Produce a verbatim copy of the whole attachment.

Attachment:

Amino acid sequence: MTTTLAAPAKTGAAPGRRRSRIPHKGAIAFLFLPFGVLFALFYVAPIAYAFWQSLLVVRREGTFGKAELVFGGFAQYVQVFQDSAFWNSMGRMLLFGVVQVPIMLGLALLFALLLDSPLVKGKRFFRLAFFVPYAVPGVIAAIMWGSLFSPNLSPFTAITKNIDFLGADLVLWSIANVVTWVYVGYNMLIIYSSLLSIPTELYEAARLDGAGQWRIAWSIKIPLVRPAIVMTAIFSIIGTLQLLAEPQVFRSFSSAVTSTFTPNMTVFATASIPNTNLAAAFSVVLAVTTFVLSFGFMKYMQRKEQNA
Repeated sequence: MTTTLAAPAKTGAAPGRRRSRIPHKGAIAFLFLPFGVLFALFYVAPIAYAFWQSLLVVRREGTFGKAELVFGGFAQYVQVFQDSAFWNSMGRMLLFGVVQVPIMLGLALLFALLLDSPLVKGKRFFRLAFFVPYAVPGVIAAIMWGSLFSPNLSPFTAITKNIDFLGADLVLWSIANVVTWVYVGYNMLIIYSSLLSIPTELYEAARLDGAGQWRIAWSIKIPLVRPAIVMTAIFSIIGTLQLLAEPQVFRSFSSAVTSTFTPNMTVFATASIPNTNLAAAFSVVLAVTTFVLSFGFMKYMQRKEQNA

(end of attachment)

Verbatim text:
Amino acid sequence: MTTTLAAPAKTGAAPGRRRSRIPHKGAIAFLFLPFGVLFALFYVAPIAYAFWQSLLVVRREGTFGKAELVFGGFAQYVQVFQDSAFWNSMGRMLLFGVVQVPIMLGLALLFALLLDSPLVKGKRFFRLAFFVPYAVPGVIAAIMWGSLFSPNLSPFTAITKNIDFLGADLVLWSIANVVTWVYVGYNMLIIYSSLLSIPTELYEAARLDGAGQWRIAWSIKIPLVRPAIVMTAIFSIIGTLQLLAEPQVFRSFSSAVTSTFTPNMTVFATASIPNTNLAAAFSVVLAVTTFVLSFGFMKYMQRKEQNA
Repeated sequence: MTTTLAAPAKTGAAPGRRRSRIPHKGAIAFLFLPFGVLFALFYVAPIAYAFWQSLLVVRREGTFGKAELVFGGFAQYVQVFQDSAFWNSMGRMLLFGVVQVPIMLGLALLFALLLDSPLVKGKRFFRLAFFVPYAVPGVIAAIMWGSLFSPNLSPFTAITKNIDFLGADLVLWSIANVVTWVYVGYNMLIIYSSLLSIPTELYEAARLDGAGQWRIAWSIKIPLVRPAIVMTAIFSIIGTLQLLAEPQVFRSFSSAVTSTFTPNMTVFATASIPNTNLAAAFSVVLAVTTFVLSFGFMKYMQRKEQNA